Things were starting to get pretty painful during mile 9. Around mile 10 we tried to get back on our pace, taking a quick walking break at the mile and half-mile marks. We knew that we'd see our girls again during mile 11, and we didn't want to be slacking when they spotted us! Halfway through mile 11, we rounded a corner entering Robertson Park and spotted our family and their sign again. As soon as Alice saw us, she started running across the field to us as fast as she could with her arms open as wide as they can stretch. I love this photo so much.
Jon must've had more gas in the tank because he got to her first and caught her up.

I gave Alice a hug, and then she kept hugging my leg and saying "I love you I love you I love you!" And then she ran after us as we took off.

We had a tough time finishing mile 11, and mile 12 was even harder. I pretty much cried the whole time, mainly from endorphins and whatnot, though I was in a fair amount of pain as well. Three women passed us wearing signs for a friend who'd been killed by a drunk driver and I cried every time I caught sight of them. 

We struggled to finish mile 12, but once we rounded the corner to First Street, we were able to finish the last .1 stretch strong, hand in hand. 

It felt amazing to cross the finish line. And then we sat down in the middle of the street and cried a little bit... I only wish that Alice and Ivy had been able to see us finish, and that I'd been able to see them as we crossed, but they weren't able to get from mile 11 to the finish line fast enough. Next time!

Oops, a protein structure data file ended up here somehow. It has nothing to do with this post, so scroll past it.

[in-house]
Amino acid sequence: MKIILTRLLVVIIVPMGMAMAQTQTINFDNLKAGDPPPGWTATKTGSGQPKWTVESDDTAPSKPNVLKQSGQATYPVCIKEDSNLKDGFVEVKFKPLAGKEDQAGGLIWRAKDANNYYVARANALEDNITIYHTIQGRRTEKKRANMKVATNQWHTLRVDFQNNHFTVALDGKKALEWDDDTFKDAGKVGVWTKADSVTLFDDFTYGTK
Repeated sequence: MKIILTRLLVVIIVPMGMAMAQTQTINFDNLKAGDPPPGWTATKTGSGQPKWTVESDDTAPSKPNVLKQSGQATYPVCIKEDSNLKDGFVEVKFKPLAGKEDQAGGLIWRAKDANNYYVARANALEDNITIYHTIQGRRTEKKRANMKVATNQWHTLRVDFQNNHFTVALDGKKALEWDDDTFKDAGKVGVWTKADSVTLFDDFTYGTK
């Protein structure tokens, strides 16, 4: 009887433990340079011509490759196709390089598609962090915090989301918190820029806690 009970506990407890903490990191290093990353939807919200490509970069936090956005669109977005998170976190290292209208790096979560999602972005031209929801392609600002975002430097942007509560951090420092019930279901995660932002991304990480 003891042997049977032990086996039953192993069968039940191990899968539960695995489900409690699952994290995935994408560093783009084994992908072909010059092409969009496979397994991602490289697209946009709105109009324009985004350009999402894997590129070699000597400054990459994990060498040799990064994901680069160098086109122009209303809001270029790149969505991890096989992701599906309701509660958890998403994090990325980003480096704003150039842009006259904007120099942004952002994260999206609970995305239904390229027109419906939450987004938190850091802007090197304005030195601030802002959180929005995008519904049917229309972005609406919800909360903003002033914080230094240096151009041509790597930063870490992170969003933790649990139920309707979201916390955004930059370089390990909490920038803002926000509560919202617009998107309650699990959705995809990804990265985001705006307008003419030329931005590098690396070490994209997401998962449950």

Check out the RunLiv website, and watch for next year's registration! Here's the official course map and a link to the course I made in Map My Run, if you want to try it yourself!

After the race, we collected our medals and wine glass, and snagged our free donuts.
I was feeling pretty rough and lay down on the sidewalk for a while. Which felt better, until I had to try to stand up again. I don't know how everyone else was walking around and drinking wine!
But somehow I managed to stand up and take a finishers' photo with Jon and the beard in the pizza shirt my brother (who whipped us handily by at least 46 minutes).

I can definitely say that I wouldn't have signed up for this race if it weren't for Jon, but I'm sure I wouldn't have been able to do it without him either. Even though he apparently felt like he could barely keep up with me during our training, he always kept me from giving up on those runs, and it would have been so much harder for me finish the race without him running next to me.